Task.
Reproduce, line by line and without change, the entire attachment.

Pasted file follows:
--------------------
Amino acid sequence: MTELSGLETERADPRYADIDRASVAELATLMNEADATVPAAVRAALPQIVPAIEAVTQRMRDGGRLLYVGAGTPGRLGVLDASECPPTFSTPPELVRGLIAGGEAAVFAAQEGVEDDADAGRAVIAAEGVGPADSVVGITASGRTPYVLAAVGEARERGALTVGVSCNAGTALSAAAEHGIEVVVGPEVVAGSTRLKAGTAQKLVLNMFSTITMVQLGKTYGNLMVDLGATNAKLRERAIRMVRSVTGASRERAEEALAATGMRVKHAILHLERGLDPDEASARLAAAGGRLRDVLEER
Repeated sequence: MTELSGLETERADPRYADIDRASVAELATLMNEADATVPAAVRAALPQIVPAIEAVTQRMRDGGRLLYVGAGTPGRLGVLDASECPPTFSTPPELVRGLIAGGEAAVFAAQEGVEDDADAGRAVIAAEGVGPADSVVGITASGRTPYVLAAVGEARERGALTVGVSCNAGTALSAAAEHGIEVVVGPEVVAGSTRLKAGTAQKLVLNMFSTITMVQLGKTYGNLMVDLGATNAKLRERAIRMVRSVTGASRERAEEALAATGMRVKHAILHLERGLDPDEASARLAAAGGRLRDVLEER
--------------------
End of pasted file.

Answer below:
Amino acid sequence: MTELSGLETERADPRYADIDRASVAELATLMNEADATVPAAVRAALPQIVPAIEAVTQRMRDGGRLLYVGAGTPGRLGVLDASECPPTFSTPPELVRGLIAGGEAAVFAAQEGVEDDADAGRAVIAAEGVGPADSVVGITASGRTPYVLAAVGEARERGALTVGVSCNAGTALSAAAEHGIEVVVGPEVVAGSTRLKAGTAQKLVLNMFSTITMVQLGKTYGNLMVDLGATNAKLRERAIRMVRSVTGASRERAEEALAATGMRVKHAILHLERGLDPDEASARLAAAGGRLRDVLEER
Repeated sequence: MTELSGLETERADPRYADIDRASVAELATLMNEADATVPAAVRAALPQIVPAIEAVTQRMRDGGRLLYVGAGTPGRLGVLDASECPPTFSTPPELVRGLIAGGEAAVFAAQEGVEDDADAGRAVIAAEGVGPADSVVGITASGRTPYVLAAVGEARERGALTVGVSCNAGTALSAAAEHGIEVVVGPEVVAGSTRLKAGTAQKLVLNMFSTITMVQLGKTYGNLMVDLGATNAKLRERAIRMVRSVTGASRERAEEALAATGMRVKHAILHLERGLDPDEASARLAAAGGRLRDVLEER